The functools.wraps decorator allows you to keep your function's identity intact after it's been wrapped by a decorator. Whenever a function is wrapped by a decorator, identity properties like—function name, docstring, annotations of it get replaced by those of the wrapper function. Consider this example:

from __future__ import annotations

# In < Python 3.9, import this from the typing module.
from collections.abc import Callable
from typing import Any


def log(func: Callable) -> Callable:
    def wrapper(*args: Any, **kwargs: Any) -> Any:
        """Internal wrapper."""

        val = func(*args, **kwargs)
        return val

    return wrapper


@log
def add(x: int, y: int) -> int:
    """Add two numbers.

    Parameters
    ----------
    x : int
        First argument.
    y : int
        Second argument.

    Returns
    -------
    int
        Returns the summation of two integers.
    """
    return x + y


if __name__ == "__main__":
    print(add.__doc__)
    print(add.__name__)

Here, I've defined a simple logging decorator that wraps the add function. The function add has its own type annotations and docstring. So, you'd expect the docstring and name of the add function to be printed when the above snippet gets executed. However, running the script prints the following instead:

Internal wrapper.
wrapper

This is surprising and probably not something you want. If you pay attention to the function wrapper in the log decorator, you'll see that the identity properties of the wrapper function replace the identity properties of the wrapped function add. This can easily be avoided by decorating the wrapper function inside the log decorator with the functools.wraps decorator:

# src.py
from functools import wraps

...


def log(func: Callable) -> Callable:
    @wraps(func)  # Here's the decorator!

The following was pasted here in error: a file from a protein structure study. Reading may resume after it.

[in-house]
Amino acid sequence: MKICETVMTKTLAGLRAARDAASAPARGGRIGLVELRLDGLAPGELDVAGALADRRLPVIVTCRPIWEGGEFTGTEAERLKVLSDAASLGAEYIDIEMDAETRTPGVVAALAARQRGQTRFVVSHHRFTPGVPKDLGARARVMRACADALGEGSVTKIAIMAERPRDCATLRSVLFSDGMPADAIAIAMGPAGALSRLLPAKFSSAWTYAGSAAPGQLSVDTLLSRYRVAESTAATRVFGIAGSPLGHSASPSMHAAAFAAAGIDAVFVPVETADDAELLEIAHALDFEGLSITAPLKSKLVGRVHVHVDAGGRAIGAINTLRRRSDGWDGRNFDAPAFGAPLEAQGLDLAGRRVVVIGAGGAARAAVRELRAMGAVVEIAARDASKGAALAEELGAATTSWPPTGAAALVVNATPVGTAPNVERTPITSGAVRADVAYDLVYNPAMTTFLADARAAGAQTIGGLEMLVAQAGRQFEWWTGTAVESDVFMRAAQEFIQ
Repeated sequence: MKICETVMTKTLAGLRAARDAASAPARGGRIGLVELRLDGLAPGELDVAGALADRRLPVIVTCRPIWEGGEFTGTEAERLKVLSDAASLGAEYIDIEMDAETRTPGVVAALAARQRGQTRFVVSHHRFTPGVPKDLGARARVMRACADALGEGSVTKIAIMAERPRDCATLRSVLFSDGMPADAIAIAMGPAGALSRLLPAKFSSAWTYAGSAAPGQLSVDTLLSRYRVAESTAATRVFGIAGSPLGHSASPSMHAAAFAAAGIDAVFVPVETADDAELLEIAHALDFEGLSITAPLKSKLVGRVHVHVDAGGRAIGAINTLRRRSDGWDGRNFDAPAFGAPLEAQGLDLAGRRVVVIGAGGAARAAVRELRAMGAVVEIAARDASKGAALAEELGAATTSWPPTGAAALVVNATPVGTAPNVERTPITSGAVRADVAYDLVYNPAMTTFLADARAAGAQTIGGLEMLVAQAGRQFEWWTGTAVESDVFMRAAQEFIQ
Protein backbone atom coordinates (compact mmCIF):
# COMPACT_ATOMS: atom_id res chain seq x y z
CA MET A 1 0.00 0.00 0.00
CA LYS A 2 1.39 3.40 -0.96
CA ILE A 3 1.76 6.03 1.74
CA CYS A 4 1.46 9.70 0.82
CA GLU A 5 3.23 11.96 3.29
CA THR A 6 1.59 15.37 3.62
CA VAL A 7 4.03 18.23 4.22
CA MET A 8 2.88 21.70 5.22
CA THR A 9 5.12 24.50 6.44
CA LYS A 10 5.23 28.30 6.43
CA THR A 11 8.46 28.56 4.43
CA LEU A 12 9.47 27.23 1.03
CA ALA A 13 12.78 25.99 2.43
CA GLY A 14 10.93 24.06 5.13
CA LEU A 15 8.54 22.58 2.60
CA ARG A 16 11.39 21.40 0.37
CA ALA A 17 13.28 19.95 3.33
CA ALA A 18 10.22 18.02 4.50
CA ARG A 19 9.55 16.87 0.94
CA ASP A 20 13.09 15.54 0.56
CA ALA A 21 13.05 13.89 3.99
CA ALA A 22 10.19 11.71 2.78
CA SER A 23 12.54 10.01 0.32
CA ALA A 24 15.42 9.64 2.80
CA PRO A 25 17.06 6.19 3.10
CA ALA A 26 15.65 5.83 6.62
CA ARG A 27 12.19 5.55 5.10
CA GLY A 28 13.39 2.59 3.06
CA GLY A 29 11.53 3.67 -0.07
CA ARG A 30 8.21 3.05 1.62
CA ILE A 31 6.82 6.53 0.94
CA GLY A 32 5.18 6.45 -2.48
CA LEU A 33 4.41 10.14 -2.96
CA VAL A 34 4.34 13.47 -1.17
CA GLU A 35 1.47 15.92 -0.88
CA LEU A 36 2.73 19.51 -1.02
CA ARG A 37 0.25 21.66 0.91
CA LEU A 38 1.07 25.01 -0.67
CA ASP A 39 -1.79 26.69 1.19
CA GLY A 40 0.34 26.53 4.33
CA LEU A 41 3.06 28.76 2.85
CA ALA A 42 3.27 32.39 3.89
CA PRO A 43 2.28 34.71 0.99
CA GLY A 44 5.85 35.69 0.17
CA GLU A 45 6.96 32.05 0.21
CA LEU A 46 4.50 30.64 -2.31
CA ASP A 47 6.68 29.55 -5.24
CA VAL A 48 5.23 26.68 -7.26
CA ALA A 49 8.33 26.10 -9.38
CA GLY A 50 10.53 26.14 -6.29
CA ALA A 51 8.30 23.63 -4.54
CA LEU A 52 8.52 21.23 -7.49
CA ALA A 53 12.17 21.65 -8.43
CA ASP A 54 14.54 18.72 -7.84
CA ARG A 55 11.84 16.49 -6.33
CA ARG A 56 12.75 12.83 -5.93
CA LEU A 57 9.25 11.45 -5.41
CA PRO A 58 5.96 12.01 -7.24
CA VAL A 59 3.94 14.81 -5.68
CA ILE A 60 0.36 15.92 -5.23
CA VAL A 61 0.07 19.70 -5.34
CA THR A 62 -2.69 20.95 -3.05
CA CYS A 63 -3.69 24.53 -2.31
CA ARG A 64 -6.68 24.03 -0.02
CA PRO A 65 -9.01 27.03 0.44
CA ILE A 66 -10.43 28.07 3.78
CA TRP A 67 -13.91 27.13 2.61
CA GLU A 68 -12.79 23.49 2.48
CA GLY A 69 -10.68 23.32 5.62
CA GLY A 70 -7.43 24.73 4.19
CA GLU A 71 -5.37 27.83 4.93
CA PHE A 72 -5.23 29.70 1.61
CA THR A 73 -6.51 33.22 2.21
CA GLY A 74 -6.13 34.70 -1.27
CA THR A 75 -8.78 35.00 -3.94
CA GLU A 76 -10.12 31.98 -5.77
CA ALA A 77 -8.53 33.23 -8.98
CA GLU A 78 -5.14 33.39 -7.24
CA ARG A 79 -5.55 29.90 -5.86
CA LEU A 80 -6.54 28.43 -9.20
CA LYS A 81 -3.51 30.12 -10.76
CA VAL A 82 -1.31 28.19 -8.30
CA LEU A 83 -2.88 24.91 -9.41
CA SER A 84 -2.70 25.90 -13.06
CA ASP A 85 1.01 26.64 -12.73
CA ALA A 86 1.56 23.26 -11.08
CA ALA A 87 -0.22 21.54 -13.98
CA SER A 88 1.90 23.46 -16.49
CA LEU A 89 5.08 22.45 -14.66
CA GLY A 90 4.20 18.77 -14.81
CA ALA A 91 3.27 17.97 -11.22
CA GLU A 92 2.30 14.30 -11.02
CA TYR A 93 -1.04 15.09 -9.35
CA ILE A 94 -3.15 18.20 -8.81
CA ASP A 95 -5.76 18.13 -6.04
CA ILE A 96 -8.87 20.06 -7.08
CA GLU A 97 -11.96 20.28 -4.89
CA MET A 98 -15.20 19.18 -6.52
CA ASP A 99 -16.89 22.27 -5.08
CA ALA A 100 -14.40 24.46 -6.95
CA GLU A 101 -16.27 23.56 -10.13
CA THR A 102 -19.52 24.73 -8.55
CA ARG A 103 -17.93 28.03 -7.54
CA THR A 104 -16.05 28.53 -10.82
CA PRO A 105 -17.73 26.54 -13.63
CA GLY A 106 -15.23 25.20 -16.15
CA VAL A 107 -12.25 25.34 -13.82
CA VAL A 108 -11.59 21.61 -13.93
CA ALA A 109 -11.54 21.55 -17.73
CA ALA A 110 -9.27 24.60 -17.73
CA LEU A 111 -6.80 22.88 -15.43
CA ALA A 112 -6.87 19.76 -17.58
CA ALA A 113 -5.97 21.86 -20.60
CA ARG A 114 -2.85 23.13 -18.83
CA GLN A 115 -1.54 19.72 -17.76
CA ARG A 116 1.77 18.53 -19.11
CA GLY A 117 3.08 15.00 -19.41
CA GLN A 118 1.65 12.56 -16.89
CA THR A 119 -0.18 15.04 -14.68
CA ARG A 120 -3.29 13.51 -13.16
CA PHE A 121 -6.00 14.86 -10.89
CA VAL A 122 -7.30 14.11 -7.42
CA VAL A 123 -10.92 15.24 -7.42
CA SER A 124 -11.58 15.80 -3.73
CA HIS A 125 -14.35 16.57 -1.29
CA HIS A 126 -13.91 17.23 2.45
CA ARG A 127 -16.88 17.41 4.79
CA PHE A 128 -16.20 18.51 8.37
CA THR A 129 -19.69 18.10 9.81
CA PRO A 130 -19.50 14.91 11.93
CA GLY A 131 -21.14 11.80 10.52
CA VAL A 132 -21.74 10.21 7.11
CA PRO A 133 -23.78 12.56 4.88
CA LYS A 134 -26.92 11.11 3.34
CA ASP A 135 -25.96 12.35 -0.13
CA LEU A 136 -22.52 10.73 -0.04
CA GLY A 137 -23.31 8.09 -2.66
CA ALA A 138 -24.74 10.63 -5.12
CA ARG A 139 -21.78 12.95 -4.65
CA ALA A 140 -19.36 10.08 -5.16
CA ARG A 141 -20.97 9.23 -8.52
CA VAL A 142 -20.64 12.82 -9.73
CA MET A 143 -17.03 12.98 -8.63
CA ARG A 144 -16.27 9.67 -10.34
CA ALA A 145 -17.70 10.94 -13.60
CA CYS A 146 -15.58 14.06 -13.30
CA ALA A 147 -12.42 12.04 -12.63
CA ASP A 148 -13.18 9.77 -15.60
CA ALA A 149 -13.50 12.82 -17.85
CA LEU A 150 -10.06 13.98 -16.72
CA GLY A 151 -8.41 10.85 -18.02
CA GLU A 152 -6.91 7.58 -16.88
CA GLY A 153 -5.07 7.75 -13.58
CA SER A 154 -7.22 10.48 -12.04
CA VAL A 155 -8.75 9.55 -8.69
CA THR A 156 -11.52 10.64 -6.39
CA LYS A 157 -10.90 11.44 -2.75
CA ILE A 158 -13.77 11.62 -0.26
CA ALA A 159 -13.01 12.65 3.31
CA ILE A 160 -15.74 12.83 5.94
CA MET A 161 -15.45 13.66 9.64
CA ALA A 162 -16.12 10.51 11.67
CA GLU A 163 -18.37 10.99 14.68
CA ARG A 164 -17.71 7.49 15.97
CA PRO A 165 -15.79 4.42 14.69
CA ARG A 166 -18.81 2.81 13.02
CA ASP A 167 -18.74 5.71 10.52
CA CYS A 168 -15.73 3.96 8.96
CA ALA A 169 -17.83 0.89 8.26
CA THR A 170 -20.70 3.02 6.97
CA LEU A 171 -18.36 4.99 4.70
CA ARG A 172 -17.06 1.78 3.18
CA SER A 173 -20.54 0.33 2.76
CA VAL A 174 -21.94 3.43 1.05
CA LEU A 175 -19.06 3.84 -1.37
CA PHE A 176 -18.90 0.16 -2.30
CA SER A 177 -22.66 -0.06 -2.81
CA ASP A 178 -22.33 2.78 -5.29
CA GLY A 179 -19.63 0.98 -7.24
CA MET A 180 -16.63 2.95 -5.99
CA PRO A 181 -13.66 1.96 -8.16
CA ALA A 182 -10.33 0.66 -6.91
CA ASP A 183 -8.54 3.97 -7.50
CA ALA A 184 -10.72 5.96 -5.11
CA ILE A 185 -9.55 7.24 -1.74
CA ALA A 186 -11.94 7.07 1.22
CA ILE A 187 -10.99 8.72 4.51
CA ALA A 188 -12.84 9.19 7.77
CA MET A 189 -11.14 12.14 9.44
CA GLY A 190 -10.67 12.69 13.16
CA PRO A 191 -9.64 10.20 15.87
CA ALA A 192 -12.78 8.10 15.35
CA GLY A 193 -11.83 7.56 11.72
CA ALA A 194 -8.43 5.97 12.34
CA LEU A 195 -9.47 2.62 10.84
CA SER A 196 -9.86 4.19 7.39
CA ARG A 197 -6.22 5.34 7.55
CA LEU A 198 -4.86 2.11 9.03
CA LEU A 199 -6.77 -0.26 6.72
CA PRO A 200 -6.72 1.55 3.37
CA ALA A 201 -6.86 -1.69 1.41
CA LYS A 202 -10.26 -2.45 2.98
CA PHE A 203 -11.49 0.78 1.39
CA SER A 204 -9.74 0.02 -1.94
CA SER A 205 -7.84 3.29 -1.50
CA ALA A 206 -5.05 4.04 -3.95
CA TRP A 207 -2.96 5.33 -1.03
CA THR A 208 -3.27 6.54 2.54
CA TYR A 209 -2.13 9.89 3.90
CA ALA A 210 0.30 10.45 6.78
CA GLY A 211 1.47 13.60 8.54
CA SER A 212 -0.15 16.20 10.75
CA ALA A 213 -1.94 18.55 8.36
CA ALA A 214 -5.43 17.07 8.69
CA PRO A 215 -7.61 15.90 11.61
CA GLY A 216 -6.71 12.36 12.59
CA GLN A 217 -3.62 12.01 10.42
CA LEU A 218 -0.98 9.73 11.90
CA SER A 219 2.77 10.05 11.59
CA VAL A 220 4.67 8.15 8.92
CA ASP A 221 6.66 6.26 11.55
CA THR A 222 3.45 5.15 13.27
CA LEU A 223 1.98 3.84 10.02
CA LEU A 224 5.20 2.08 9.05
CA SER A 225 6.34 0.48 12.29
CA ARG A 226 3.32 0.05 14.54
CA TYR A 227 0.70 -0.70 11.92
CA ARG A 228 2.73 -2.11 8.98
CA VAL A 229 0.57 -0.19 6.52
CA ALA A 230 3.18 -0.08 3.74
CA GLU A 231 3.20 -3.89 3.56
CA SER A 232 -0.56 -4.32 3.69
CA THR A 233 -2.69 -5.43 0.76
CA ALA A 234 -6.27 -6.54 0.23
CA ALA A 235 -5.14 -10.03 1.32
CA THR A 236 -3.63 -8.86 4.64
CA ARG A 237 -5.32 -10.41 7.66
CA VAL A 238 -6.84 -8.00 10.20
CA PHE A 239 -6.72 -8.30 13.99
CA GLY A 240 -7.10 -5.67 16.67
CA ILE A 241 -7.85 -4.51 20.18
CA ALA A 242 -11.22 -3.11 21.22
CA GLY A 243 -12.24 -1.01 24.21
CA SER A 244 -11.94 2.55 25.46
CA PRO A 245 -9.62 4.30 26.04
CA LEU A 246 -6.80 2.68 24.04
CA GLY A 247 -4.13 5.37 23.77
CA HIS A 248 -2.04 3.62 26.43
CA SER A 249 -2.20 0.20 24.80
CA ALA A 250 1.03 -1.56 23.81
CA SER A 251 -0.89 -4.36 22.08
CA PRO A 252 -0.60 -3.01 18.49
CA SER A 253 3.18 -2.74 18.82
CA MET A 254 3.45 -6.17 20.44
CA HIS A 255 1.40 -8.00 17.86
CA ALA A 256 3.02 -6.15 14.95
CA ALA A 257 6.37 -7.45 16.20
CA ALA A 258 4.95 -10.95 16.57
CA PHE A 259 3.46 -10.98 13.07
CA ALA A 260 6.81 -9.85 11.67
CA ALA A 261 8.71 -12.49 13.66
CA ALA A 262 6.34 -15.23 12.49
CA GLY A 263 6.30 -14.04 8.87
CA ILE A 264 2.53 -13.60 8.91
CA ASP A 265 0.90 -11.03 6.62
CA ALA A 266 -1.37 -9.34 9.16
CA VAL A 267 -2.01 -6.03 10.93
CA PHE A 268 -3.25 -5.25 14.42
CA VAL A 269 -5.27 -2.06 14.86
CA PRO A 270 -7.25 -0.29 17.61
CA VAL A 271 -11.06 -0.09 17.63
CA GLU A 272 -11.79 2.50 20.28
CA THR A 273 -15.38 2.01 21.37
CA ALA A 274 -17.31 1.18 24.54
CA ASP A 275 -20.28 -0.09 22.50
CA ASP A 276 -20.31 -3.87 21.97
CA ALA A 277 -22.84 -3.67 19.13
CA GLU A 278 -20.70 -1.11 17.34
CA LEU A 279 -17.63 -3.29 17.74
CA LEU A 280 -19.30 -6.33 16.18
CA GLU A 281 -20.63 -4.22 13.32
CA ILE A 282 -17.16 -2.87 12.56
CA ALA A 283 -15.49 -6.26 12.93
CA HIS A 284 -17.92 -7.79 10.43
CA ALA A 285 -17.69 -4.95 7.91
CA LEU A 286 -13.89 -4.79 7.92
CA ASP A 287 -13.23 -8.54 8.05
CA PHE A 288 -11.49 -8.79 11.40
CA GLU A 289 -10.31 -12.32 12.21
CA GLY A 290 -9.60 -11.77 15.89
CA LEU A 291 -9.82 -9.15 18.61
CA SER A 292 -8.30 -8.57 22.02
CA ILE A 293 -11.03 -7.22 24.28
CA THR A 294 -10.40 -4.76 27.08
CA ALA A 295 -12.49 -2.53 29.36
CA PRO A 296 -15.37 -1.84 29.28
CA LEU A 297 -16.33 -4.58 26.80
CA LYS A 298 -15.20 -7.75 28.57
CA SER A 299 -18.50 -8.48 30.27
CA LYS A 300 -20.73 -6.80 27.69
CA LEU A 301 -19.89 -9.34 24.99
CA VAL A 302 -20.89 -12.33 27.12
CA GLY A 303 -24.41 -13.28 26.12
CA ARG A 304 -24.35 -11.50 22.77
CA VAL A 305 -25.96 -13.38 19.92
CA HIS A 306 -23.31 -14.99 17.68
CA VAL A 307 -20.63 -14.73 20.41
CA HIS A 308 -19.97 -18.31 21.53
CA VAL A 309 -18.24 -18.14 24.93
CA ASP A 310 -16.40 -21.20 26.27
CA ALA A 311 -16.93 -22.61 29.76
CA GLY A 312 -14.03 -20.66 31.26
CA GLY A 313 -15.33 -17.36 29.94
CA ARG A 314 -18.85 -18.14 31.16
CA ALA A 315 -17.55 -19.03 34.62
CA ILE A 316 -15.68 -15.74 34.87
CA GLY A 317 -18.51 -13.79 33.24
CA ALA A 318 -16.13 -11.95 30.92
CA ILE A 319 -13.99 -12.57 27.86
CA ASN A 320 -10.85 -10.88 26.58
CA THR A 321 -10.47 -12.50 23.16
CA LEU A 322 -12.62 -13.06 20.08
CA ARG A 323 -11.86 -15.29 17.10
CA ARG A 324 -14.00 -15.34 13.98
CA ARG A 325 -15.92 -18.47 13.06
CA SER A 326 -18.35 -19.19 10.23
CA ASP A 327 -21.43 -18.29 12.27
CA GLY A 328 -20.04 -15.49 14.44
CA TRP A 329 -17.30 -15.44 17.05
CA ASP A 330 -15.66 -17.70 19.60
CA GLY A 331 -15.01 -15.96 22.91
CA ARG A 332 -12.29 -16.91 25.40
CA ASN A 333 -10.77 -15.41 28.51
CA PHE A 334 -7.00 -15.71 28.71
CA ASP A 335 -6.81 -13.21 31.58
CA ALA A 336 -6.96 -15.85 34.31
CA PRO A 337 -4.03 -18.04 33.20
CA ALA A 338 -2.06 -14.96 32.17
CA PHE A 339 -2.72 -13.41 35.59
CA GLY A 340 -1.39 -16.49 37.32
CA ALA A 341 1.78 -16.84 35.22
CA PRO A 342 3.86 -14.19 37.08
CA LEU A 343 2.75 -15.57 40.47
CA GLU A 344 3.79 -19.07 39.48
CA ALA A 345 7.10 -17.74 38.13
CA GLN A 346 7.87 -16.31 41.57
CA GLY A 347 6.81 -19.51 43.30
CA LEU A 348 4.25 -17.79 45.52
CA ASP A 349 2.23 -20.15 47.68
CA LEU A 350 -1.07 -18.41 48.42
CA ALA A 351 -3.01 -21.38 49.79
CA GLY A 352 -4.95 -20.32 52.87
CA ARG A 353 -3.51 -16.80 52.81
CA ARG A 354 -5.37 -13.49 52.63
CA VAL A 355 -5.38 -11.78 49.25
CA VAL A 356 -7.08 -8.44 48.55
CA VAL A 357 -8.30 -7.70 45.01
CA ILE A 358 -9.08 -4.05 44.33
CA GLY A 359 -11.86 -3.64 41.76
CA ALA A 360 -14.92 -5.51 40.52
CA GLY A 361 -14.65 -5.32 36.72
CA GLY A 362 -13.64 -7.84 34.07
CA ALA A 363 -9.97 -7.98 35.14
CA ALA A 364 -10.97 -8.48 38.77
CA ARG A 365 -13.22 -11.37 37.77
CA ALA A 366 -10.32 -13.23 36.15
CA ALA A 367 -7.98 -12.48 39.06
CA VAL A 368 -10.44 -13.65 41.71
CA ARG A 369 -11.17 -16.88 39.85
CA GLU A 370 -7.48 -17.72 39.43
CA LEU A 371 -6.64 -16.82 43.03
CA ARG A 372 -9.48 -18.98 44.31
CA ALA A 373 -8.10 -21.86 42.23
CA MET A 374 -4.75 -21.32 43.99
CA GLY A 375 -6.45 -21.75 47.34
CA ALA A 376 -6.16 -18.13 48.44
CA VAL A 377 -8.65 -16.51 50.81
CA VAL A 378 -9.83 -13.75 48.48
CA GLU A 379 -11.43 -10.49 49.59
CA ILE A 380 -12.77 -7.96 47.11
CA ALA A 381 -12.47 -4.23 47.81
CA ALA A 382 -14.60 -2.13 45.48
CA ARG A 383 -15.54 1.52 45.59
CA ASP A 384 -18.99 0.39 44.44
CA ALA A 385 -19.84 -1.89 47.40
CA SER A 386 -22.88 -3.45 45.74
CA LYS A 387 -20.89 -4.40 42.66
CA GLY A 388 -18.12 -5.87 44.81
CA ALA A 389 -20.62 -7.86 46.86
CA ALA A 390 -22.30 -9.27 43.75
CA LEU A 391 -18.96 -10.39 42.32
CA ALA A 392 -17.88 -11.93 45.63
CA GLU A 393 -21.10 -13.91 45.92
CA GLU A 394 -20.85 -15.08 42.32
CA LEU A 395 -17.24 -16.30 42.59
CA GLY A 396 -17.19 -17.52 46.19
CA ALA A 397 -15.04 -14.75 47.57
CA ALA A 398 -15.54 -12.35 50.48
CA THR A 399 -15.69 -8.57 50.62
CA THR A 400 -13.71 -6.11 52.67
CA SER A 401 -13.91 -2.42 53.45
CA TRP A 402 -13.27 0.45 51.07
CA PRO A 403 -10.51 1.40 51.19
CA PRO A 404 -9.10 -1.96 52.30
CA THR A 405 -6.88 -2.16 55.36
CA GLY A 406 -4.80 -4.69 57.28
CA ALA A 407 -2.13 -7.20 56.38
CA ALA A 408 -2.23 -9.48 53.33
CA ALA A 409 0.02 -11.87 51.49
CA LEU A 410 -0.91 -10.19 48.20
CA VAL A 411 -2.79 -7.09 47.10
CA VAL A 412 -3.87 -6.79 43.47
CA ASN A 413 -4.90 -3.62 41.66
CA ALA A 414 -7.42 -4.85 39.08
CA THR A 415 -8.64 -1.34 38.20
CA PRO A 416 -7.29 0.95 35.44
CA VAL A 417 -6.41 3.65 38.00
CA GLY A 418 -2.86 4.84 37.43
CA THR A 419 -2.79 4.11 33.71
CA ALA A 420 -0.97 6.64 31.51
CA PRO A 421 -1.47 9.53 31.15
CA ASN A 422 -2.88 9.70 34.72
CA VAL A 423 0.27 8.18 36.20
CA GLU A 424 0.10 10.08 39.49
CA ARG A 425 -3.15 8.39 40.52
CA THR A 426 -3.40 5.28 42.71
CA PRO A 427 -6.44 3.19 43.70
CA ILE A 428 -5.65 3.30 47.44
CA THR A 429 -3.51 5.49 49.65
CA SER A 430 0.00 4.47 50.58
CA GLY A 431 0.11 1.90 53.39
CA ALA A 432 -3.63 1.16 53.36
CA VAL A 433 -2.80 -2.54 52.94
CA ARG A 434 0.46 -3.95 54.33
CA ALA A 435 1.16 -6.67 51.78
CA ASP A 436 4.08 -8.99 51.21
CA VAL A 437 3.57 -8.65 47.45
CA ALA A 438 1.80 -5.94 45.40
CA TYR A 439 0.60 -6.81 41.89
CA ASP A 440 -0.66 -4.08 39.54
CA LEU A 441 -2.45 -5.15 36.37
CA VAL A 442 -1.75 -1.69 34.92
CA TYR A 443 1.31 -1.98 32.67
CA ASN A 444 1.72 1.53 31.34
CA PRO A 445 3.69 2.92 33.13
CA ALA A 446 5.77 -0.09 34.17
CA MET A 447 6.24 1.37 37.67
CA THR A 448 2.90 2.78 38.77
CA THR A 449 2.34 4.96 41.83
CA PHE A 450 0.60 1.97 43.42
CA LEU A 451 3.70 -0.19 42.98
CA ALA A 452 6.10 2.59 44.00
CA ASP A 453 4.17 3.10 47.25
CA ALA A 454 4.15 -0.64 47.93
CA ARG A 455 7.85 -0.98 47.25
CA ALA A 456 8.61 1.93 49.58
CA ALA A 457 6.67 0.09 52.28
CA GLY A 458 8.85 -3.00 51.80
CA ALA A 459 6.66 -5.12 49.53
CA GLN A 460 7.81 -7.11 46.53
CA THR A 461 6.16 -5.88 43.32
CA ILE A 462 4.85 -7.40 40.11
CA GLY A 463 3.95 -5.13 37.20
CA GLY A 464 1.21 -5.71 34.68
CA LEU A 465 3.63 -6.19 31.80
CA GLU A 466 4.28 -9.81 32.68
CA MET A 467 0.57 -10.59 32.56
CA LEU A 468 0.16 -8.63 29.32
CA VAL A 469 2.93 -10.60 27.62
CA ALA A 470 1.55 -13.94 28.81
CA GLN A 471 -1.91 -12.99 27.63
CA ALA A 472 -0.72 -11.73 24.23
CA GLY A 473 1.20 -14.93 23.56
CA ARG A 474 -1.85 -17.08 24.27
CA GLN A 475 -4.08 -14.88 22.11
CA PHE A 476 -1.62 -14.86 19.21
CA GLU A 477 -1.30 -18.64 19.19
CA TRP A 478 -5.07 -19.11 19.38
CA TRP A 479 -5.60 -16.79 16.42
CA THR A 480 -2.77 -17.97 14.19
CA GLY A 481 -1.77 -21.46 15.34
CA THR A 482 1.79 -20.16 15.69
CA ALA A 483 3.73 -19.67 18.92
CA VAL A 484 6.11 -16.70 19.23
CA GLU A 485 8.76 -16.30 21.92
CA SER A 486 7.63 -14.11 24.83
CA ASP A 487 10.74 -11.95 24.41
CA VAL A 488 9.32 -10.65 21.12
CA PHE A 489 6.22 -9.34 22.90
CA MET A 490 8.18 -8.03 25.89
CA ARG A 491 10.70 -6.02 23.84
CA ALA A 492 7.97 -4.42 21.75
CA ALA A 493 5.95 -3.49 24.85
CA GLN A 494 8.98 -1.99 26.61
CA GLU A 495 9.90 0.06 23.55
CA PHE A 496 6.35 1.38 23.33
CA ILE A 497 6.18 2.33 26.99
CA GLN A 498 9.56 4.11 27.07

def wrapper(*args: Any, **kwargs: Any) -> Any:
        """Internal wrapper."""
        val = func(*args, **kwargs)
        return val

    return wrapper


...

Now, running the script will return the expected output:

Add two numbers.

    Parameters
    ----------
    x : int
        First argument.
    y : int
        Second argument.

    Returns
    -------
    int
        Returns the summation of two integers.

add

I wanted to take a peek into how the functools.wraps decorator works internally. Turns out that the implementation is quite straightforward. Here's the entire implementation from the functools.py module. For brevity's sake, I've stripped out the comments and added type annotations:

# functools.py

from __future__ import annotations

# In < Python 3.9, import this from the typing module.
from collections.abc import Callable

WRAPPER_ASSIGNMENTS = (
    "__module__",
    "__name__",
    "__qualname__",
    "__doc__",
    "__annotations__",
)
WRAPPER_UPDATES = ("__dict__",)


def update_wrapper(
    wrapper: Callable,
    wrapped: Callable,
    assigned: tuple[str, ...] = WRAPPER_ASSIGNMENTS,
    updated: tuple[str, ...] = WRAPPER_UPDATES,
) -> Callable:
    for attr in assigned:
        try:
            value = getattr(wrapped, attr)
        except AttributeError:
            pass
        else:
            setattr(wrapper, attr, value)
    for attr in updated:
        getattr(wrapper, attr).update(getattr(wrapped, attr, {}))

    wrapper.__wrapped__ = wrapped
    return wrapper


def wraps(
    wrapped: Callable,
    assigned: tuple[str, ...] = WRAPPER_ASSIGNMENTS,
    updated: tuple[str, ...] = WRAPPER_UPDATES,
) -> Callable:

    return partial(
        update_wrapper,
        wrapped=wrapped,
        assigned=assigned,
        updated=updated,
    )

The bulk of the work is done in the update_wrapper function. It copies the identity properties defined in WRAPPER_ASSIGNMENTS and WRAPPER_UPDATES—from the wrapped function over to the wrapper function. Here, the wrapped function is the decorated one (add function) and the wrapper function is the eponymous function inside the log decorator.

Since you've already seen that whenever you try to introspect the identity properties of a wrapped function, the wrapper function obfuscates them and returns its own properties. However, if the identity properties are copied over from the wrapped to the wrapper function, your inspection will return the expected result. The update_wrapper function is doing exactly that.

The wraps function just binds the input arguments with the update_wrapper function using the partial function defined in the same module. This allows us to use the wraps function as a decorator.

You can also directly use the update_wrapper function to get the same result should you choose to do so. Here's how to do it:

# src.py
from functools import update_wrapper

...


def log(func: Callable) -> Callable:
    def wrapper(*args: Any, **kwargs: Any) -> Any:
        """Internal wrapper."""
        val = func(*args, **kwargs)
        return val

    # Only this line is different!
    return update_wrapper(func, wrapper)


...

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